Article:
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How to Establish Standing to Sue in a Florida Business Dispute

The first question a court must resolve in any business litigation is whether the plaintiff has standing to sue. In most cases, this means the individual or organization bringing the lawsuit has a direct, personal stake in the outcome. The three general requirements to establish legal standing are injury in fact, causation and the availability of redress.

The injury-in-fact element of standing requires that the plaintiff have suffered or likely will suffer material harm due to the defendant’s action or failure to act. The claim cannot be based on the legal rights or interests of third parties, even if they might derive a benefit from the case. In addition, the actual or imminent harm must be articulable and concrete. A nebulous or speculative loss or prejudice is not sufficient.

The second element — causation — means there is a direct link between the defendant and the harm to the plaintiff that is alleged. In other words, the harm would not have occurred but for the defendant’s conduct. Proving causation can be complex, since there may be contributing or intervening causes for some or all of the plaintiff’s losses.

The third element — redress — requires that there be a specific legal remedy available for the actual or imminent harm alleged. Courts do not issue moral or aspirational judgments. The court must have the authority to issue a ruling that could cure the harm or loss. This can be an order for the payment of money or an order prohibiting or requiring action by the defendant. The plaintiff must have specific redress available for every claim.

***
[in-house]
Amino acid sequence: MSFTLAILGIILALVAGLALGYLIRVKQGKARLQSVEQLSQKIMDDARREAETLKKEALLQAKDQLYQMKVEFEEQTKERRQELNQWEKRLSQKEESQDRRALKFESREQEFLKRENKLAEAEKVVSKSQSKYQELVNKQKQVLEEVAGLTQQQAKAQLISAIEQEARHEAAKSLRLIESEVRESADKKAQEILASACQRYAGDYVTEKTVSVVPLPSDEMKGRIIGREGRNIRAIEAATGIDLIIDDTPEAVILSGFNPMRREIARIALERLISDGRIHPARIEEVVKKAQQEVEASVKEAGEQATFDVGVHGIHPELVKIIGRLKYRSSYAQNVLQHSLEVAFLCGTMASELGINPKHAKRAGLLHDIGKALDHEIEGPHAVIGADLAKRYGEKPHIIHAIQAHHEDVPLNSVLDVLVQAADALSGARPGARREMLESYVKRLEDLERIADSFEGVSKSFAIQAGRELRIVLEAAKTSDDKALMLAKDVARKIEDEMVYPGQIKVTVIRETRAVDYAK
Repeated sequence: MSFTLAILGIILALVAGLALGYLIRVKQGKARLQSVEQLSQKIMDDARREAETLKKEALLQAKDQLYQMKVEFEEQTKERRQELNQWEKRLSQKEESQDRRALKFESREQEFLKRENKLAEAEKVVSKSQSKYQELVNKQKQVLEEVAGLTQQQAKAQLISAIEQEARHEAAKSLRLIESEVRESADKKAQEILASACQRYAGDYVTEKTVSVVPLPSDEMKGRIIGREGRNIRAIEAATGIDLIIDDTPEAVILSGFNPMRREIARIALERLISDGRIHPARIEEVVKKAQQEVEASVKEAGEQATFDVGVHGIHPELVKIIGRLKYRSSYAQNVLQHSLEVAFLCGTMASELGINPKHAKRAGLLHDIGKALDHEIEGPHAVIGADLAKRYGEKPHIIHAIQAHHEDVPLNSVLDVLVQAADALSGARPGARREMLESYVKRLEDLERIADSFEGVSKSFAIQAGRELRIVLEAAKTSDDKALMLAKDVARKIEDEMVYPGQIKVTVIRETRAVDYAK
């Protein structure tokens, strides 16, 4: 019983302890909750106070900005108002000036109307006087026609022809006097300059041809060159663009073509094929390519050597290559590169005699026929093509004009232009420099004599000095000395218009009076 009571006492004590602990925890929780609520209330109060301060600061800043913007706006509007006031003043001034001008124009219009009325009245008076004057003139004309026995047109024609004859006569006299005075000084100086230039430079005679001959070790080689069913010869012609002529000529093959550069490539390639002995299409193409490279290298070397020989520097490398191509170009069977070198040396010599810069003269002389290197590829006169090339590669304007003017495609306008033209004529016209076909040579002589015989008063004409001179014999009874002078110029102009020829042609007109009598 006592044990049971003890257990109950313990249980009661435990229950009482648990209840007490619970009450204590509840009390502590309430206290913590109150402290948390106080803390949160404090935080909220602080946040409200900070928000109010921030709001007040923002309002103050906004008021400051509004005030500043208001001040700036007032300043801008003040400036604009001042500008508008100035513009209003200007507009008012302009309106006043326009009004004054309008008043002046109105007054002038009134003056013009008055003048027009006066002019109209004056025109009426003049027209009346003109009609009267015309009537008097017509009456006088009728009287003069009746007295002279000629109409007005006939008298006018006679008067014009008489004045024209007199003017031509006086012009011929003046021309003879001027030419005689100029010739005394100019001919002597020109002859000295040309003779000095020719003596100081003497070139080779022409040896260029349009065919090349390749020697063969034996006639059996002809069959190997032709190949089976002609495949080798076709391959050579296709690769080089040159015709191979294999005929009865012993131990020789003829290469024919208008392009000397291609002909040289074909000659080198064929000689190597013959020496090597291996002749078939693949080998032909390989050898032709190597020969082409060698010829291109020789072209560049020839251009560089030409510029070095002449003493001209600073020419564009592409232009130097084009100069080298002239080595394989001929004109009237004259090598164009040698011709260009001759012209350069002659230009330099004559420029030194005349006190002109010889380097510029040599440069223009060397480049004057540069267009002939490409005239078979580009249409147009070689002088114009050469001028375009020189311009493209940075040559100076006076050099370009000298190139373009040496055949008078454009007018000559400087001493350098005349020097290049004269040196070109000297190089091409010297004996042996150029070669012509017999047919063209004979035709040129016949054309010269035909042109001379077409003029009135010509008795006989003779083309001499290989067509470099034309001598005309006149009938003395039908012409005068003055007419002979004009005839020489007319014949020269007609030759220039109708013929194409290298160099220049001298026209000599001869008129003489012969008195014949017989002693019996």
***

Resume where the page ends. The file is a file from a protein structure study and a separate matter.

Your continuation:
In a Florida business dispute, the plaintiff must establish valid standing from the outset of the case. In addition, the real parties in interest must appear in the case for standing to be upheld. For example, suppose a Florida corporation claims a breach of contract by a foreign company. The corporation’s shareholders would not have standing to sue as individuals even if they are ultimately harmed. The suit must be brought directly by the corporation through its officers or directors. However, the shareholders can sue the corporation for mismanagement that allegedly caused losses in share value.

H. Clay Parker, Esq. in Orlando is one of central Florida’s most experienced business litigation law firms. If you have a commercial dispute, feel free to contact us online or call {PHONE} for a consultation.

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